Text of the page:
The collegiate struggle

Drew Becker
Staff Writer

The school year, now in full swing, has made many of us question “why am I here again?” The all-too popular answer of “amassing more wealth” is nearing falsehood. Recent statistics have hovered just above 50% for students completing a bachelor’s degree within 6 years; here at Millersville we stand at 64.8%. The argument of drop-outs simply being indolent students is fading quickly. College continues to be less economical, especially if your primary goal is increasing future wealth, for many. Simply not attending post-secondary school is even more dangerous, leaving us as students confused. The government’s consistent failures and political gridlock over student debt leave us in the middle. Worst of all, the vast majority of government’s attempts at solving the issue are impractical.moneyhat
Millersville is thankfully less costly, in comparison to the astronomical rates our peers at private colleges pay. College tuition and housing costs, for years now, have outpaced inflation by a multiple. Although financial aid packages continue to grow, allowing us to stay, it’s hard not to fear the day we must begin to repay. In a situation in which a student graduates after four years they can easily reach a debt level of $50,000. Many are stuck paying loans of $500, and sometimes more, a month; all this during the time our financial futures are most dependent.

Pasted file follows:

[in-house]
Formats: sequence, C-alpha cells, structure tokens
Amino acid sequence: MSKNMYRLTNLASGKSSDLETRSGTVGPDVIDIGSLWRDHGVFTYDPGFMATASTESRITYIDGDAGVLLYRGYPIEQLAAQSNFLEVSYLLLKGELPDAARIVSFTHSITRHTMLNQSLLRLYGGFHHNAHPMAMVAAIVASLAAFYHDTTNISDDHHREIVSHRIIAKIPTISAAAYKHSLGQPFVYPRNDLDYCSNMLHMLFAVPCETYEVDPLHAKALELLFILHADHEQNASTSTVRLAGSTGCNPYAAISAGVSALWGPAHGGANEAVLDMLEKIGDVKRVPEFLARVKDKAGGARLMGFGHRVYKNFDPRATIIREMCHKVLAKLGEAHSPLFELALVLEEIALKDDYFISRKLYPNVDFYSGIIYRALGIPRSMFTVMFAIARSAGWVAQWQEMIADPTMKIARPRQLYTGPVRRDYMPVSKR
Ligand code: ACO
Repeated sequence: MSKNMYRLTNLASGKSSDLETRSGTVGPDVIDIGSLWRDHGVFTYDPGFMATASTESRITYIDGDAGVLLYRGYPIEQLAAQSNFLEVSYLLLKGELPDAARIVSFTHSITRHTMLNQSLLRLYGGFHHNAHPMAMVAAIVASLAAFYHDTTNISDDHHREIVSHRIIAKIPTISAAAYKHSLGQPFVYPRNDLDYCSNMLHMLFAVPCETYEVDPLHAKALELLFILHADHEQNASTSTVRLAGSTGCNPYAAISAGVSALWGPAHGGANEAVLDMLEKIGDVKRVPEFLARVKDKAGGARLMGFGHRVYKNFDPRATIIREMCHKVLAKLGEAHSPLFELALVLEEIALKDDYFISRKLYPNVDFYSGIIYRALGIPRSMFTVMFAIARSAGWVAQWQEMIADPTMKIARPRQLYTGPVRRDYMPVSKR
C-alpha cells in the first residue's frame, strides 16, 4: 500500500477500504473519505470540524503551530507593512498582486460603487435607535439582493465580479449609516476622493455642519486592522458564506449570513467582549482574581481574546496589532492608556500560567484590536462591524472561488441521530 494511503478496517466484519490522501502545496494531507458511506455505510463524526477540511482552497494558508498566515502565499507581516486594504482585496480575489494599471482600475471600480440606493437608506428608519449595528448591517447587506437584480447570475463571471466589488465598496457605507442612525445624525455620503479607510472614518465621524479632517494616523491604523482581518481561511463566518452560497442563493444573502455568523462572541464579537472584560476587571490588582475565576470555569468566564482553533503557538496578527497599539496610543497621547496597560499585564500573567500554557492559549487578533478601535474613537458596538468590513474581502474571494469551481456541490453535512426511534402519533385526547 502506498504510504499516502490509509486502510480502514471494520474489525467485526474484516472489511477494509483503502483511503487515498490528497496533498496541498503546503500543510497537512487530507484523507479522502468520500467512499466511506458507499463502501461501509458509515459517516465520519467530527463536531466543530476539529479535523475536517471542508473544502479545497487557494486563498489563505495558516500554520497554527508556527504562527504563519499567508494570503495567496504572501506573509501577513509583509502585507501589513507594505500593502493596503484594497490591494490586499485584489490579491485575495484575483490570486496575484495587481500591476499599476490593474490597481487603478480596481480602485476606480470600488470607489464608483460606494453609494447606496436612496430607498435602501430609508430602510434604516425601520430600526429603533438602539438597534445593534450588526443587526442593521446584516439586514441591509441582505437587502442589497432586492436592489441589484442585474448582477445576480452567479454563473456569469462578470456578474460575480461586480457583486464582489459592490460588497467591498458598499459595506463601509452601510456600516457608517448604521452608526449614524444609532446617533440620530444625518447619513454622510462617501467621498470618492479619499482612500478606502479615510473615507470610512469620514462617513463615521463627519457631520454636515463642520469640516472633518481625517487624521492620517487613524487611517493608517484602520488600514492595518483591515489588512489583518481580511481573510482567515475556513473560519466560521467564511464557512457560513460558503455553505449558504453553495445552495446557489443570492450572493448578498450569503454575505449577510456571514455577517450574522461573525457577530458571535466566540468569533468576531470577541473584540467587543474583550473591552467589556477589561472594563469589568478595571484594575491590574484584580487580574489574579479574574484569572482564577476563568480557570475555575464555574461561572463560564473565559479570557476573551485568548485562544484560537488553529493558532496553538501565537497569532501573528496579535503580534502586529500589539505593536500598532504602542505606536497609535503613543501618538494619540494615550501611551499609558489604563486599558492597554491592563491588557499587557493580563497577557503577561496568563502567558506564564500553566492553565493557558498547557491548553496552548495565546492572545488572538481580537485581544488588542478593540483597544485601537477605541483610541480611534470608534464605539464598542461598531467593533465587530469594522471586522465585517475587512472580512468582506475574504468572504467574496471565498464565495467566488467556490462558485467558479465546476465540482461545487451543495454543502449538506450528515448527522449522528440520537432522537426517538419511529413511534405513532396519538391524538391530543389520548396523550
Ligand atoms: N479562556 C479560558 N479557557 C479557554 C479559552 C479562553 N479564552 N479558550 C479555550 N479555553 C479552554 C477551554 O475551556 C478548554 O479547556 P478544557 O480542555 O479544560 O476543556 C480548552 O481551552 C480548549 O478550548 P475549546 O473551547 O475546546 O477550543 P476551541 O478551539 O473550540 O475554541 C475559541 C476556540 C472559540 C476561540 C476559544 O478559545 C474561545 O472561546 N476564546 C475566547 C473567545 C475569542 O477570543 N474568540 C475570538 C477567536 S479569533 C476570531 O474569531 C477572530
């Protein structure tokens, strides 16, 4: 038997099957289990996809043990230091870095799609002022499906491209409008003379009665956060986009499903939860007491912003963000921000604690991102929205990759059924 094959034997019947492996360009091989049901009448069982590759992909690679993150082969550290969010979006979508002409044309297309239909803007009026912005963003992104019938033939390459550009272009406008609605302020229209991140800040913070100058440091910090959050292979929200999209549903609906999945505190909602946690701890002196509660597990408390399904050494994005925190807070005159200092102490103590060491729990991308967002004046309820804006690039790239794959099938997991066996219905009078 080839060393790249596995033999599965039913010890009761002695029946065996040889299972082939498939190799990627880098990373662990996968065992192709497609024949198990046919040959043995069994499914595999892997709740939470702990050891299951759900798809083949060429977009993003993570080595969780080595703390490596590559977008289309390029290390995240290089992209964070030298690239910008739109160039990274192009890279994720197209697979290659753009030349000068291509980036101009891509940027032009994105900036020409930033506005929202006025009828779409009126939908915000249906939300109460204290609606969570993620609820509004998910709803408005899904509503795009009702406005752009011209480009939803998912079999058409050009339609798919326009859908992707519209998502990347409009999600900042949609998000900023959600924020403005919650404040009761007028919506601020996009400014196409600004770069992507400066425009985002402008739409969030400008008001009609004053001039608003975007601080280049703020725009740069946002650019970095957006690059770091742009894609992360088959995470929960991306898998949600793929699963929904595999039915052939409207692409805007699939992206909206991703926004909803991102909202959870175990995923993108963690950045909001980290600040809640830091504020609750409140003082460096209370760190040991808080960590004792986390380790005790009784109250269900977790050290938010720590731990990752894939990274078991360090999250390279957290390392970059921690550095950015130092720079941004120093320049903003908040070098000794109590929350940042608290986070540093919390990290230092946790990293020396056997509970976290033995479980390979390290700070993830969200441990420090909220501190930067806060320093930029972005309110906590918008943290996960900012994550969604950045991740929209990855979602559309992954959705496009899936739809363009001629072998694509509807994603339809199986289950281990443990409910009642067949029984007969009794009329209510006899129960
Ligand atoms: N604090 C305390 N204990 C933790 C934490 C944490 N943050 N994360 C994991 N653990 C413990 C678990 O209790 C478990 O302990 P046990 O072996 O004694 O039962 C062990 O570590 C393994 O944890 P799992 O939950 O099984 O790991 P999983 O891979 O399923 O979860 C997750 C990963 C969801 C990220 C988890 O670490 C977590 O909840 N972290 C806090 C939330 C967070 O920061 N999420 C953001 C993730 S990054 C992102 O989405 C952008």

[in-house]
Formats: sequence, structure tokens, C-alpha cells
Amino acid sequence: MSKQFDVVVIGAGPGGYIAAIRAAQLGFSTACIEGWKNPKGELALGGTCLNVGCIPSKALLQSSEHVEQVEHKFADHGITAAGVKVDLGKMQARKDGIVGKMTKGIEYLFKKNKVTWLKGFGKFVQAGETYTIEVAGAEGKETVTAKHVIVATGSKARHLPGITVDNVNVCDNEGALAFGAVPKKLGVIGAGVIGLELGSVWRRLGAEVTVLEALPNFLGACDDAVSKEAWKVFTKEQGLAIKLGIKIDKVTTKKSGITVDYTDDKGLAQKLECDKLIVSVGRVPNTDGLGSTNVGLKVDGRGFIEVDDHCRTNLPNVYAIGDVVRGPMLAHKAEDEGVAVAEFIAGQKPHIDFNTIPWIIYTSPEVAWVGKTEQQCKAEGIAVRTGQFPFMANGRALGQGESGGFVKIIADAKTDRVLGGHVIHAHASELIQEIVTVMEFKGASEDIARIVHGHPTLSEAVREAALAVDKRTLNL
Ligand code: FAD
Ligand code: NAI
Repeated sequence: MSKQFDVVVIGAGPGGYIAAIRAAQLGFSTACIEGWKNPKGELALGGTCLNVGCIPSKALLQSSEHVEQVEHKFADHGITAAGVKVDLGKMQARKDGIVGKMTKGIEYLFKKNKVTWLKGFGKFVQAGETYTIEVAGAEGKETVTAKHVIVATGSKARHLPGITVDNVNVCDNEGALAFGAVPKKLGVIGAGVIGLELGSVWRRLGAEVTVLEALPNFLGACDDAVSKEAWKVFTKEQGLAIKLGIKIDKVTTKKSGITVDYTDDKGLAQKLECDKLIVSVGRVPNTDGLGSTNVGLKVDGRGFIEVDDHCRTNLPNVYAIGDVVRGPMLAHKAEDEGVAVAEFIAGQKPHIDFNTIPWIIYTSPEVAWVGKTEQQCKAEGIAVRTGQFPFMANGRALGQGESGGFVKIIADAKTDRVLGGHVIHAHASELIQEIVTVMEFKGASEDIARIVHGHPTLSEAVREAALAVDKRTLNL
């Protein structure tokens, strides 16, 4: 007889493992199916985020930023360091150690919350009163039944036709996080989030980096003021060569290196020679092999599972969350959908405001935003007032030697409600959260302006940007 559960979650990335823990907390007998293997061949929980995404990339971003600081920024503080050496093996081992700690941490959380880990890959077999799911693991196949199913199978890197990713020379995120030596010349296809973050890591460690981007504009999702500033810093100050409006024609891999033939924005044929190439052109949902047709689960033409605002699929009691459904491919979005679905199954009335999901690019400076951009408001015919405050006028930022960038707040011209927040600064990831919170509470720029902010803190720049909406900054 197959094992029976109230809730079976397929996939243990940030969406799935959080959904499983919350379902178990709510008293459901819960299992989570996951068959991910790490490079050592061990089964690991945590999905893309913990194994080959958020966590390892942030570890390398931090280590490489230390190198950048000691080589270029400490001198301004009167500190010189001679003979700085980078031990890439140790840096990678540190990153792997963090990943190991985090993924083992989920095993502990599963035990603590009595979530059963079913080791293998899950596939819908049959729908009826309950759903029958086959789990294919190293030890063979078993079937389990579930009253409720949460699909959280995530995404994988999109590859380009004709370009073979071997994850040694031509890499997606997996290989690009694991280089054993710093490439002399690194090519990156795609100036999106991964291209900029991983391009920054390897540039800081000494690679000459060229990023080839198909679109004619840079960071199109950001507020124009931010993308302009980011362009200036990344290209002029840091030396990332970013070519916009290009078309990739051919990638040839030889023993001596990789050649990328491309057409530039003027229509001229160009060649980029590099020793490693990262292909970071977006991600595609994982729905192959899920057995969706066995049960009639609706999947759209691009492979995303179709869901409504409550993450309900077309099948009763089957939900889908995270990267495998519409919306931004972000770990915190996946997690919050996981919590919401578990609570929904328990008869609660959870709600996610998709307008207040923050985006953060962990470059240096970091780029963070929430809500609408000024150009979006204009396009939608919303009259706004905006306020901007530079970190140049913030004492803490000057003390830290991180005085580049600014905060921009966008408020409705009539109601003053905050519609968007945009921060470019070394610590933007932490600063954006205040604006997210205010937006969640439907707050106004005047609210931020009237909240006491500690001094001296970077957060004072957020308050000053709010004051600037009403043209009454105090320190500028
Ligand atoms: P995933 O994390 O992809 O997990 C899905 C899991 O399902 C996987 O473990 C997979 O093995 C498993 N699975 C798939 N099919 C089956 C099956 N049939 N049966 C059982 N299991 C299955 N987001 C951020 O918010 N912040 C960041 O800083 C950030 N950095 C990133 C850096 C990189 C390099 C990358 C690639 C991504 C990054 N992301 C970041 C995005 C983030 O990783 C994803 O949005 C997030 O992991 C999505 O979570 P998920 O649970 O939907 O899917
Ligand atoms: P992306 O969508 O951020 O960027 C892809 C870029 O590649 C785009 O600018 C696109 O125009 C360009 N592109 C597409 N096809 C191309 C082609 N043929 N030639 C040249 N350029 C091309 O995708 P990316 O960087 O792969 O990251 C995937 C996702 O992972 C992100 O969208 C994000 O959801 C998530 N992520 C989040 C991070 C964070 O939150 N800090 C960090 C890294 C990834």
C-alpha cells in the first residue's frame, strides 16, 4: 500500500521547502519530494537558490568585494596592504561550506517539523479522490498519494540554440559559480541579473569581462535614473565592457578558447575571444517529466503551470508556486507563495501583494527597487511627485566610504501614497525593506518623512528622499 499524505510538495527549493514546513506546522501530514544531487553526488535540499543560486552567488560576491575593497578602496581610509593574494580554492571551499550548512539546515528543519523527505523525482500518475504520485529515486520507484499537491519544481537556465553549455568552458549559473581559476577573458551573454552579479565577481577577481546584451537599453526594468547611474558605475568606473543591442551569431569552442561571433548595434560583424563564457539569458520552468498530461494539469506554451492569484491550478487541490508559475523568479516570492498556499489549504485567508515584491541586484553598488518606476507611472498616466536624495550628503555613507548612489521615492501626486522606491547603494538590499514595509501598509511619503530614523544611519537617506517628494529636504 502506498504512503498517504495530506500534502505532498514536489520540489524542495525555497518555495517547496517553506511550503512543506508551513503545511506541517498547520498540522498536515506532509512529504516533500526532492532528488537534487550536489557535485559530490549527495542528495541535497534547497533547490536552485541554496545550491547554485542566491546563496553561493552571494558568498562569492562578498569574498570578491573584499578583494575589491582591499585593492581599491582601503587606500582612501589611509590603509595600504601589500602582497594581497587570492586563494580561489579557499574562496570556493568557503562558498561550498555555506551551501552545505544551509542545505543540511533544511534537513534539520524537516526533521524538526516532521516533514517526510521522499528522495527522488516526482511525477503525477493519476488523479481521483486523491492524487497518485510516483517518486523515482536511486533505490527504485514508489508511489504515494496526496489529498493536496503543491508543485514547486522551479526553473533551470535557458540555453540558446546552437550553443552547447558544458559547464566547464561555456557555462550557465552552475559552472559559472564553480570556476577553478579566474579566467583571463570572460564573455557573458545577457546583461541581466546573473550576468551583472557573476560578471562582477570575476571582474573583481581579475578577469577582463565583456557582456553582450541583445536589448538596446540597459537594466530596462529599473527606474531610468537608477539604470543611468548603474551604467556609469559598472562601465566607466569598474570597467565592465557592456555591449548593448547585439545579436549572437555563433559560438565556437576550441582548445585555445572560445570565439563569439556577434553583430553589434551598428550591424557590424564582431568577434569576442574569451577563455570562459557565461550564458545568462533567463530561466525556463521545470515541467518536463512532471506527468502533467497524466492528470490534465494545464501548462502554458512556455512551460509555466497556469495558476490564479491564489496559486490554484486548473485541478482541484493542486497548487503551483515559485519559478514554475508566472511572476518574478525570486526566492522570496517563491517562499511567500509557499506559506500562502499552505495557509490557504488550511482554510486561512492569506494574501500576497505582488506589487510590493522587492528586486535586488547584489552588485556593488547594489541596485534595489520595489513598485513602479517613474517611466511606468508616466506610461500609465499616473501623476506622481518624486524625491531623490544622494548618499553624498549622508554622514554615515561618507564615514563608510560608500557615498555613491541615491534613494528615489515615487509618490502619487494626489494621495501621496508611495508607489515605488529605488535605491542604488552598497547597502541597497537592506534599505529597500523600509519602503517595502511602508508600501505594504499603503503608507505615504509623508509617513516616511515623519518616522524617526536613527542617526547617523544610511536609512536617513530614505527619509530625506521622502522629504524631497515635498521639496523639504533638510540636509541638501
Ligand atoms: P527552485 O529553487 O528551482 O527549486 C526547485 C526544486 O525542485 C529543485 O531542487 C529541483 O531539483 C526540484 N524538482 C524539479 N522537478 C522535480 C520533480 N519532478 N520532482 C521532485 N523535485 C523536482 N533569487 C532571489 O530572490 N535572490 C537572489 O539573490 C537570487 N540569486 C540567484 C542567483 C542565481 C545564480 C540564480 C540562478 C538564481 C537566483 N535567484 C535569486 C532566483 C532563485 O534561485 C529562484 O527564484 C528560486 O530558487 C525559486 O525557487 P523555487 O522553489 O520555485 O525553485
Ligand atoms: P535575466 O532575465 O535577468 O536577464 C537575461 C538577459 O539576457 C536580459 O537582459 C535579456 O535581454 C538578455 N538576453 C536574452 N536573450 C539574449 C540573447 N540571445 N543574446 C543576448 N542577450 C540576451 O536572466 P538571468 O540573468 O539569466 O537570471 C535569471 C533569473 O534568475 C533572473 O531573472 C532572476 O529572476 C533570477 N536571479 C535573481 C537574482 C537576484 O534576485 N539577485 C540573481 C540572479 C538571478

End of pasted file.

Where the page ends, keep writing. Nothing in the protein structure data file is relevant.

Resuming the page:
Studies have proven that a large portion of young Americans are delaying a house purchase solely because of financial complications. The delay of purchasing homes places graduates in an inauspicious financial position that could destroy a retirement, as well as equity to use in future loans. Fewer and fewer students are willing to take financial risks, like a business loan, to start their own businesses. With innovation already lacking in the United States, we are skating on thin ice.
We must accept that solely blaming college debt is much too rudimentary. The economy is relentless for us students, and is why we have seen so many more drop outs. The financial issues at home are, in aggregate, darker than any other generation’s since the Great Depression. This has put many into situations where they must take time off from school, to work full-time, in an attempt to raise money to go back. Even more alarming are the students that must leave to keep their families’ finances above water. Most loans mandate six months after full time status ends, debt repayment must begin, in this situation, for an educational loan that led to no diploma/certificate.
The Student Debt Crisis is coming to a breaking point; a point at which the government must do something if it cares about anyone other than the rich. The Obama Administration’s elimination of banks’ involvement, in the student loan business, has failed; Obama failed to see higher education has no problem taking advantage of his policy change. College administrators, knowing demand for a college education is quite inelastic, will take advantage until stopped. Furthermore, we must push for a system that does not punish us for enriching ourselves, but rewards us for our commitment. Both state and federal governments’ consistent threats to our futures are unacceptable. The government must understand their small impracticable solutions will not work. Making college affordable is not a quick fix; it will require a complete overall from the ground up, one I believe government is unable to solve.